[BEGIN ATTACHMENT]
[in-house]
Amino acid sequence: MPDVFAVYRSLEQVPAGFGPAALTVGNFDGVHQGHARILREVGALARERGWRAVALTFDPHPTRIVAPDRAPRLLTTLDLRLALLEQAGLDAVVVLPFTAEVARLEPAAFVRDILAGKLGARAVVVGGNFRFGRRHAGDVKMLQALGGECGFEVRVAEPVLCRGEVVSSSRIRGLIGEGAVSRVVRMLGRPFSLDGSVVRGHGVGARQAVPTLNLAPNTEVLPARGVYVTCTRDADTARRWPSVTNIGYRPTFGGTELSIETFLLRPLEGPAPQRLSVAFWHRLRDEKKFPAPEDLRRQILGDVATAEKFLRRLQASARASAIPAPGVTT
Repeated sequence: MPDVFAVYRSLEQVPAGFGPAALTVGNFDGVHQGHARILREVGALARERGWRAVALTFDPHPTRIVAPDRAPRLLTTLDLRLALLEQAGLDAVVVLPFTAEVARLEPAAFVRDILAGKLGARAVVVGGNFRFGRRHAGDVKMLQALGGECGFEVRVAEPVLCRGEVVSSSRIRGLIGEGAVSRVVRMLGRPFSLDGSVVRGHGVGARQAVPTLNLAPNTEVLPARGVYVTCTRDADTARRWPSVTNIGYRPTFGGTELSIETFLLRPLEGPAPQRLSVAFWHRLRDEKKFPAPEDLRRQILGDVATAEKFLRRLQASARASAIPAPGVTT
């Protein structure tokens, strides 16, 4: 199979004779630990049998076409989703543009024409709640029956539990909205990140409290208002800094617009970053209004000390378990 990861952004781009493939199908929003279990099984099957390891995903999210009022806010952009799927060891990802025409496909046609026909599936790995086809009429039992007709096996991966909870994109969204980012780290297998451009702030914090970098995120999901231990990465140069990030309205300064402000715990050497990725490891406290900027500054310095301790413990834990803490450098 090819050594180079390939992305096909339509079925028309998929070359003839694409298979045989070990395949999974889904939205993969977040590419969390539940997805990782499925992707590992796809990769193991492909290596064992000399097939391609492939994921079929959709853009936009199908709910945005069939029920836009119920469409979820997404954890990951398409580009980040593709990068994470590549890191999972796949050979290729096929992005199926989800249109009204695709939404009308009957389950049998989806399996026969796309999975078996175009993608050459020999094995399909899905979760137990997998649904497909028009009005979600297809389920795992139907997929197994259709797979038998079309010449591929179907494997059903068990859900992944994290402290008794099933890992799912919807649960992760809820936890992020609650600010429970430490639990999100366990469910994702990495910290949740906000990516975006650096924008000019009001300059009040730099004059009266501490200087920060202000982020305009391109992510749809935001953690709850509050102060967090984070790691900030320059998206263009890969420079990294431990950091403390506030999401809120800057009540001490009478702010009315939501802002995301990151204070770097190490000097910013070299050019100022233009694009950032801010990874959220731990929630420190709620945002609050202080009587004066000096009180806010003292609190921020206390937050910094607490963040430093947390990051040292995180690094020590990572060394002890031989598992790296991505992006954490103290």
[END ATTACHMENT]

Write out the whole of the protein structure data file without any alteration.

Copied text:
[in-house]
Amino acid sequence: MPDVFAVYRSLEQVPAGFGPAALTVGNFDGVHQGHARILREVGALARERGWRAVALTFDPHPTRIVAPDRAPRLLTTLDLRLALLEQAGLDAVVVLPFTAEVARLEPAAFVRDILAGKLGARAVVVGGNFRFGRRHAGDVKMLQALGGECGFEVRVAEPVLCRGEVVSSSRIRGLIGEGAVSRVVRMLGRPFSLDGSVVRGHGVGARQAVPTLNLAPNTEVLPARGVYVTCTRDADTARRWPSVTNIGYRPTFGGTELSIETFLLRPLEGPAPQRLSVAFWHRLRDEKKFPAPEDLRRQILGDVATAEKFLRRLQASARASAIPAPGVTT
Repeated sequence: MPDVFAVYRSLEQVPAGFGPAALTVGNFDGVHQGHARILREVGALARERGWRAVALTFDPHPTRIVAPDRAPRLLTTLDLRLALLEQAGLDAVVVLPFTAEVARLEPAAFVRDILAGKLGARAVVVGGNFRFGRRHAGDVKMLQALGGECGFEVRVAEPVLCRGEVVSSSRIRGLIGEGAVSRVVRMLGRPFSLDGSVVRGHGVGARQAVPTLNLAPNTEVLPARGVYVTCTRDADTARRWPSVTNIGYRPTFGGTELSIETFLLRPLEGPAPQRLSVAFWHRLRDEKKFPAPEDLRRQILGDVATAEKFLRRLQASARASAIPAPGVTT
């Protein structure tokens, strides 16, 4: 199979004779630990049998076409989703543009024409709640029956539990909205990140409290208002800094617009970053209004000390378990 990861952004781009493939199908929003279990099984099957390891995903999210009022806010952009799927060891990802025409496909046609026909599936790995086809009429039992007709096996991966909870994109969204980012780290297998451009702030914090970098995120999901231990990465140069990030309205300064402000715990050497990725490891406290900027500054310095301790413990834990803490450098 090819050594180079390939992305096909339509079925028309998929070359003839694409298979045989070990395949999974889904939205993969977040590419969390539940997805990782499925992707590992796809990769193991492909290596064992000399097939391609492939994921079929959709853009936009199908709910945005069939029920836009119920469409979820997404954890990951398409580009980040593709990068994470590549890191999972796949050979290729096929992005199926989800249109009204695709939404009308009957389950049998989806399996026969796309999975078996175009993608050459020999094995399909899905979760137990997998649904497909028009009005979600297809389920795992139907997929197994259709797979038998079309010449591929179907494997059903068990859900992944994290402290008794099933890992799912919807649960992760809820936890992020609650600010429970430490639990999100366990469910994702990495910290949740906000990516975006650096924008000019009001300059009040730099004059009266501490200087920060202000982020305009391109992510749809935001953690709850509050102060967090984070790691900030320059998206263009890969420079990294431990950091403390506030999401809120800057009540001490009478702010009315939501802002995301990151204070770097190490000097910013070299050019100022233009694009950032801010990874959220731990929630420190709620945002609050202080009587004066000096009180806010003292609190921020206390937050910094607490963040430093947390990051040292995180690094020590990572060394002890031989598992790296991505992006954490103290």